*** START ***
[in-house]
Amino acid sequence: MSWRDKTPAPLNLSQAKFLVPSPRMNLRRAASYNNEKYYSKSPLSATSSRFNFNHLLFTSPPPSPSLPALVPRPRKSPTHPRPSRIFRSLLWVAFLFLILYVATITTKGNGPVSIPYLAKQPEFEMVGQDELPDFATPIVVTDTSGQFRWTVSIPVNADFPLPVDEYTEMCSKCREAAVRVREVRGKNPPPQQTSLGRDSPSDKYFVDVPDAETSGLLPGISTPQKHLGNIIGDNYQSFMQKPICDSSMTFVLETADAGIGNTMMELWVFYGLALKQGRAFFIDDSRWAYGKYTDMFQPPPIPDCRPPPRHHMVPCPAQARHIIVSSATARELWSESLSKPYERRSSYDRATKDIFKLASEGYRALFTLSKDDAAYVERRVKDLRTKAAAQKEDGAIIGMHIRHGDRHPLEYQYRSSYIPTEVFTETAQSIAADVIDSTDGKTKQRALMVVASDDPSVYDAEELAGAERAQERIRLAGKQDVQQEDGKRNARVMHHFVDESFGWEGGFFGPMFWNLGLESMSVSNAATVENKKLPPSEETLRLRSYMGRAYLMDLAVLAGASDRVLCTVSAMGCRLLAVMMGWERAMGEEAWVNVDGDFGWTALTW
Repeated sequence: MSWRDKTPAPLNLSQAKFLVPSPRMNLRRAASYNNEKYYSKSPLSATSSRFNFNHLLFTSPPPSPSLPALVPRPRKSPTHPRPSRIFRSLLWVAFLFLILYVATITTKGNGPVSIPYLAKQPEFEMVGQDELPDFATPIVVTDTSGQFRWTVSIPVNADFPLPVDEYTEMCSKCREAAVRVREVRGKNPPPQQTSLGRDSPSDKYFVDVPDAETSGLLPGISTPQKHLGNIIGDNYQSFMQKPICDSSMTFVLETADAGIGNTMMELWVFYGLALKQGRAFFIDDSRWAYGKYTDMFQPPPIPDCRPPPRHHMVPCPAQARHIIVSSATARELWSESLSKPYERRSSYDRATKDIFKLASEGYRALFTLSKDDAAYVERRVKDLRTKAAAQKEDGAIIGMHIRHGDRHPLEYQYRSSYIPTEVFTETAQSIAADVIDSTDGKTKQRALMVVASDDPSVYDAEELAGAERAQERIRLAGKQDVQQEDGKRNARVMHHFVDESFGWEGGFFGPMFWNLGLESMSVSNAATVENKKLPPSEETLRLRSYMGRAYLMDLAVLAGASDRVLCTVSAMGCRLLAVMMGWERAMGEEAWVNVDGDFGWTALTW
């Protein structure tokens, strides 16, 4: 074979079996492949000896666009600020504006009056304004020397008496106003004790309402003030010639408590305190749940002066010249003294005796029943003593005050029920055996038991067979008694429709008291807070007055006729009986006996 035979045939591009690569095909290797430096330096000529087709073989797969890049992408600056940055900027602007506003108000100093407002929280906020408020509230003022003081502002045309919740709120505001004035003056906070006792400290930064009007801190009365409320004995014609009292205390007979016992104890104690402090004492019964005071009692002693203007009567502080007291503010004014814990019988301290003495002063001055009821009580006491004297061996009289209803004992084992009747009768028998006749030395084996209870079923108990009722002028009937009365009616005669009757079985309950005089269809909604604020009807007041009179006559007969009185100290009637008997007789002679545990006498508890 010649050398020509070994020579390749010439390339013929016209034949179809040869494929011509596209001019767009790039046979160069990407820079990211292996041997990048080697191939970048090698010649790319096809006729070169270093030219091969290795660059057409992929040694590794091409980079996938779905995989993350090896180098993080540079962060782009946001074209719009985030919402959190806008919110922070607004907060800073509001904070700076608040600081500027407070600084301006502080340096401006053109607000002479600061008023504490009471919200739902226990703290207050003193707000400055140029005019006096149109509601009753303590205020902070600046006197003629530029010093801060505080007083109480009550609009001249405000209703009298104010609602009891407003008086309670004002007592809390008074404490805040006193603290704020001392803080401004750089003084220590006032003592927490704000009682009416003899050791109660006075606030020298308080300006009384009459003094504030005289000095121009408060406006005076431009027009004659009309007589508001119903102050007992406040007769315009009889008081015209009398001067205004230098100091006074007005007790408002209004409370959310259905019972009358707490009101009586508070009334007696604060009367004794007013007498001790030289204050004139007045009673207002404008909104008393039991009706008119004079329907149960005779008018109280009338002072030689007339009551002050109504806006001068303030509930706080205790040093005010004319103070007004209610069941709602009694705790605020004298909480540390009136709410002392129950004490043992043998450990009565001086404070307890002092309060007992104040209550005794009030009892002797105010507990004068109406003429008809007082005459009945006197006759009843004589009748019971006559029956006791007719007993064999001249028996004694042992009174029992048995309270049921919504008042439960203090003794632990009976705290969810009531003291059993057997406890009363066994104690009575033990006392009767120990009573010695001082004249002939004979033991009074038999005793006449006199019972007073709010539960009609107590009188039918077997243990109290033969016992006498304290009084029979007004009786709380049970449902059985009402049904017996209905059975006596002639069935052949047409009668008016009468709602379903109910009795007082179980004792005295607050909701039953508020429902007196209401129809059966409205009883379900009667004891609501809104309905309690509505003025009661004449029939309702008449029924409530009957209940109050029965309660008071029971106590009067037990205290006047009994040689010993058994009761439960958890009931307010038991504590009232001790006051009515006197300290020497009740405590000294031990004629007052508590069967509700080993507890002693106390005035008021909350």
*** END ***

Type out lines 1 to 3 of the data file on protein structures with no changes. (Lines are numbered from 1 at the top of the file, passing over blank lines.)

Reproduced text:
[in-house]
Amino acid sequence: MSWRDKTPAPLNLSQAKFLVPSPRMNLRRAASYNNEKYYSKSPLSATSSRFNFNHLLFTSPPPSPSLPALVPRPRKSPTHPRPSRIFRSLLWVAFLFLILYVATITTKGNGPVSIPYLAKQPEFEMVGQDELPDFATPIVVTDTSGQFRWTVSIPVNADFPLPVDEYTEMCSKCREAAVRVREVRGKNPPPQQTSLGRDSPSDKYFVDVPDAETSGLLPGISTPQKHLGNIIGDNYQSFMQKPICDSSMTFVLETADAGIGNTMMELWVFYGLALKQGRAFFIDDSRWAYGKYTDMFQPPPIPDCRPPPRHHMVPCPAQARHIIVSSATARELWSESLSKPYERRSSYDRATKDIFKLASEGYRALFTLSKDDAAYVERRVKDLRTKAAAQKEDGAIIGMHIRHGDRHPLEYQYRSSYIPTEVFTETAQSIAADVIDSTDGKTKQRALMVVASDDPSVYDAEELAGAERAQERIRLAGKQDVQQEDGKRNARVMHHFVDESFGWEGGFFGPMFWNLGLESMSVSNAATVENKKLPPSEETLRLRSYMGRAYLMDLAVLAGASDRVLCTVSAMGCRLLAVMMGWERAMGEEAWVNVDGDFGWTALTW
Repeated sequence: MSWRDKTPAPLNLSQAKFLVPSPRMNLRRAASYNNEKYYSKSPLSATSSRFNFNHLLFTSPPPSPSLPALVPRPRKSPTHPRPSRIFRSLLWVAFLFLILYVATITTKGNGPVSIPYLAKQPEFEMVGQDELPDFATPIVVTDTSGQFRWTVSIPVNADFPLPVDEYTEMCSKCREAAVRVREVRGKNPPPQQTSLGRDSPSDKYFVDVPDAETSGLLPGISTPQKHLGNIIGDNYQSFMQKPICDSSMTFVLETADAGIGNTMMELWVFYGLALKQGRAFFIDDSRWAYGKYTDMFQPPPIPDCRPPPRHHMVPCPAQARHIIVSSATARELWSESLSKPYERRSSYDRATKDIFKLASEGYRALFTLSKDDAAYVERRVKDLRTKAAAQKEDGAIIGMHIRHGDRHPLEYQYRSSYIPTEVFTETAQSIAADVIDSTDGKTKQRALMVVASDDPSVYDAEELAGAERAQERIRLAGKQDVQQEDGKRNARVMHHFVDESFGWEGGFFGPMFWNLGLESMSVSNAATVENKKLPPSEETLRLRSYMGRAYLMDLAVLAGASDRVLCTVSAMGCRLLAVMMGWERAMGEEAWVNVDGDFGWTALTW